, Volume 26, Issue 1, pp 97-115

Automatic and Strategic Processing of Threat Stimuli: A Comparison Between PTSD, Panic Disorder, and Nonanxiety Controls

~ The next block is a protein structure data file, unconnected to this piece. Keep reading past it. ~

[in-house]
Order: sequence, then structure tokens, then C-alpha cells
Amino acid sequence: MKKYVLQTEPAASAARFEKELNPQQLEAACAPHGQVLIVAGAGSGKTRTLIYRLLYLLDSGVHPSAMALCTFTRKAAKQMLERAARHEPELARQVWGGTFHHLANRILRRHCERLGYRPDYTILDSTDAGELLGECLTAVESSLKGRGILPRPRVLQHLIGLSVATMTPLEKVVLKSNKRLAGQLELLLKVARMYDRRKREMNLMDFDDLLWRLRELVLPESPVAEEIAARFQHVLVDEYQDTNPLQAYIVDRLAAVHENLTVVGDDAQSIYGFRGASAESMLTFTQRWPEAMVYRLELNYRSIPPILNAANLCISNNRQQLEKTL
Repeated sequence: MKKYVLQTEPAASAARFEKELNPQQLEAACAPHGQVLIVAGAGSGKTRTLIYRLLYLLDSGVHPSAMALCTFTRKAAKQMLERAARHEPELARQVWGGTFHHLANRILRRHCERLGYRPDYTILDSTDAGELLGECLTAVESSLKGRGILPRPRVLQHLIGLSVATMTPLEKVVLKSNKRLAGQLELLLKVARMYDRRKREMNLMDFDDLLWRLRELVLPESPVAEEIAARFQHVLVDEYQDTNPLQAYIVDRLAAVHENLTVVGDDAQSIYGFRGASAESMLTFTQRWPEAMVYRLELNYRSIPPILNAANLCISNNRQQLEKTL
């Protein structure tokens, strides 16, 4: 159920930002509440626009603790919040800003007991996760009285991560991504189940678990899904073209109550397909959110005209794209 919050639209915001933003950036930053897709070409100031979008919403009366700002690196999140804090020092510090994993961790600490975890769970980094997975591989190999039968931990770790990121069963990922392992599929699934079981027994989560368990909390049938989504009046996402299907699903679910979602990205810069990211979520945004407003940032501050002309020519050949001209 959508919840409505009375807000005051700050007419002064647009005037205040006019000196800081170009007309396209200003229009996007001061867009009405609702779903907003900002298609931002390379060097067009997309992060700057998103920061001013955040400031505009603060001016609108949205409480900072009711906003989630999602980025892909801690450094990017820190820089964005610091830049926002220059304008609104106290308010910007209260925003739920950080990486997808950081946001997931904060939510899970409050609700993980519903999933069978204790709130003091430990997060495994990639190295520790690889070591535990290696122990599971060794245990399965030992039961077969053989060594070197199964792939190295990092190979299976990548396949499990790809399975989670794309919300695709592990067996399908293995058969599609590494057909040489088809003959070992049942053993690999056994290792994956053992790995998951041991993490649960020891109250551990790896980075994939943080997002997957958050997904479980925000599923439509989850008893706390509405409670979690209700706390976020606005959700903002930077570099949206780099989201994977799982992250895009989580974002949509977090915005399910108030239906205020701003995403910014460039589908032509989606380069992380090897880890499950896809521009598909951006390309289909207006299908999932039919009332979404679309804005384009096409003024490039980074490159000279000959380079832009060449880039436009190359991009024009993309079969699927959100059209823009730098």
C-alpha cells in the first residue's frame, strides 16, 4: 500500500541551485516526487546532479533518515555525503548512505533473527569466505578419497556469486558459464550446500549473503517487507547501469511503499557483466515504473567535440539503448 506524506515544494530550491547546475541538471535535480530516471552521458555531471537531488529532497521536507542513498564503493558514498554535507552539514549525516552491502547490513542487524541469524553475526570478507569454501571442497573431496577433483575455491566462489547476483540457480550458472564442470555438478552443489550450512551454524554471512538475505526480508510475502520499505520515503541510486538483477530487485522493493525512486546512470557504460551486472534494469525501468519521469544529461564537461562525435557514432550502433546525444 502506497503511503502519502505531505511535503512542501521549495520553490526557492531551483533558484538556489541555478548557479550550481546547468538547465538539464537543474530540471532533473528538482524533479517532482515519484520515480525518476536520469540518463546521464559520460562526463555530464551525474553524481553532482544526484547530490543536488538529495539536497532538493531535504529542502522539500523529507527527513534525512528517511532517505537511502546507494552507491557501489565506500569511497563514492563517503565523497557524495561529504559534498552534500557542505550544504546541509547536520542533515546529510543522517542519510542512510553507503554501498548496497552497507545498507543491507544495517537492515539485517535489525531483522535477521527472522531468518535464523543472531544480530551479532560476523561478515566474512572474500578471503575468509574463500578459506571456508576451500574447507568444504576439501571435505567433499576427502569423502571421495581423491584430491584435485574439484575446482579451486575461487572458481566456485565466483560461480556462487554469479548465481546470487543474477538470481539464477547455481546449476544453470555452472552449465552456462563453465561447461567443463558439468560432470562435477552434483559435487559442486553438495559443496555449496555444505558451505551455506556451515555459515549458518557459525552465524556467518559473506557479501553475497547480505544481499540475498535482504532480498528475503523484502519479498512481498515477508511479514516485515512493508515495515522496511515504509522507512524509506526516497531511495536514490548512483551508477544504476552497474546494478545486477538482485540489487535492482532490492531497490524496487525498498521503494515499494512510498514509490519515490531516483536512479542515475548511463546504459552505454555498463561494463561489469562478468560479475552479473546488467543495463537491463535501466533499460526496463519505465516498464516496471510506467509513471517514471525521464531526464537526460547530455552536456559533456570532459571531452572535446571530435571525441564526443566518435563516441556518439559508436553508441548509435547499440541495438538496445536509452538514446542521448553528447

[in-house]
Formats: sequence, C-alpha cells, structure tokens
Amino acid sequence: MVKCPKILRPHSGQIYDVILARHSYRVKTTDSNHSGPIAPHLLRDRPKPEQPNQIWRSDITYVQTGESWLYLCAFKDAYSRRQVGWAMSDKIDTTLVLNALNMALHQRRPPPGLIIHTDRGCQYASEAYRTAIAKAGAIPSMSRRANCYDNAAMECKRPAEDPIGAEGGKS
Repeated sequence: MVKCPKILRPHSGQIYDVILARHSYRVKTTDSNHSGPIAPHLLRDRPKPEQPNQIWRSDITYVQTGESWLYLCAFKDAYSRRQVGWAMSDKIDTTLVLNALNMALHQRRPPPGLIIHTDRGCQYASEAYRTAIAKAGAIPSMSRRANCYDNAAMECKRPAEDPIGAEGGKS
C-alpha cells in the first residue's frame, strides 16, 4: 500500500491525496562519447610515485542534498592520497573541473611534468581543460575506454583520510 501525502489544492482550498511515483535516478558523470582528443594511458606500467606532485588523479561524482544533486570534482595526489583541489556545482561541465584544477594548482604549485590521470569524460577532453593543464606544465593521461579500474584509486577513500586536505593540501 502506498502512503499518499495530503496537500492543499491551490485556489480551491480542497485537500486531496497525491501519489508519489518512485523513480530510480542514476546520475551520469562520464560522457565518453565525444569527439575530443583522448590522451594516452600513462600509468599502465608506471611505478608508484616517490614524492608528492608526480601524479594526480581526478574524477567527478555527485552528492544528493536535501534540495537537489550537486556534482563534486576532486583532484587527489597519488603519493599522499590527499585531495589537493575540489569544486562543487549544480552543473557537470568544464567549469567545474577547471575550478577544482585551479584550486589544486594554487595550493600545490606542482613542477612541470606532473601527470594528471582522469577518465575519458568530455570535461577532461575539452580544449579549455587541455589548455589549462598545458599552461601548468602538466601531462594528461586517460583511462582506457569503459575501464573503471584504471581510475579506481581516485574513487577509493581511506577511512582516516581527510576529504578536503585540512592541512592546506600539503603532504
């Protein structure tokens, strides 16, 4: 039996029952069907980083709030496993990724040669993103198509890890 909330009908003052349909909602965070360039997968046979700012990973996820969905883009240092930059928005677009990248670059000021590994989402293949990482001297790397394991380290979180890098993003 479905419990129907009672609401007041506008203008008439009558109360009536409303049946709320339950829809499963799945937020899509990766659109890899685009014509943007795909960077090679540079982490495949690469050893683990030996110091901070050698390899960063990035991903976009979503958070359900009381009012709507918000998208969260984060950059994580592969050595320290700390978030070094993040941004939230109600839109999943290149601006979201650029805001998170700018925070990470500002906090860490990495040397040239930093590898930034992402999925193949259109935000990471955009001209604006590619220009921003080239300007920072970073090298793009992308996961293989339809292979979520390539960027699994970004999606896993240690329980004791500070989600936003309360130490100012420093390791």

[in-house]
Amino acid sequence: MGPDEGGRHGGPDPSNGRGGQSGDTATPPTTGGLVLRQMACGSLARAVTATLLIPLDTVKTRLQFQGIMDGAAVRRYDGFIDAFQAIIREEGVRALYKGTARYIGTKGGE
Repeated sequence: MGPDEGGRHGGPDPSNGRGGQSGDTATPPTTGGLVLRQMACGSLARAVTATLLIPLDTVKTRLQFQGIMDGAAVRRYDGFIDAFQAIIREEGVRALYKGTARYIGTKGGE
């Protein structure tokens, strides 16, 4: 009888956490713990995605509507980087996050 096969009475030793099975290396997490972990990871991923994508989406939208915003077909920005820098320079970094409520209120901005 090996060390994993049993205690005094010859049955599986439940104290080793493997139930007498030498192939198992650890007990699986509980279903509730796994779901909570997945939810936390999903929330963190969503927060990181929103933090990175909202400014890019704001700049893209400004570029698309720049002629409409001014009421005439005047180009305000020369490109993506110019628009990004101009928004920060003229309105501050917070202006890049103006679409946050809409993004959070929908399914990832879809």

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This study evaluated 2 hypotheses derived from the theoretical work of A. T. Beck and D. A. Clark (1997). Two anxiety disorder groups, posttraumatic stress disorder (PTSD) and panic disorder (PD), and a nonanxiety control group participated in a modified-Stroop study. The study evaluated whether the diagnostic groups could be differentiated on the basis of responses to stimulus valence and content at different stages of information processing (IP). We found no support for the hypothesis that the diagnostic groups would be sensitive to stimulus valence at automatic stages of IP. Consistent with the second of our 2 hypotheses, the PD group showed delayed vocal responses when processing disorder-specific threat stimuli at strategic stages of IP. The PTSD group showed a generalized valence effect at strategic stages of IP, evincing delayed vocal responses to all stimuli with negative valence. The clinical implications of these findings are discussed, as are directions for future research.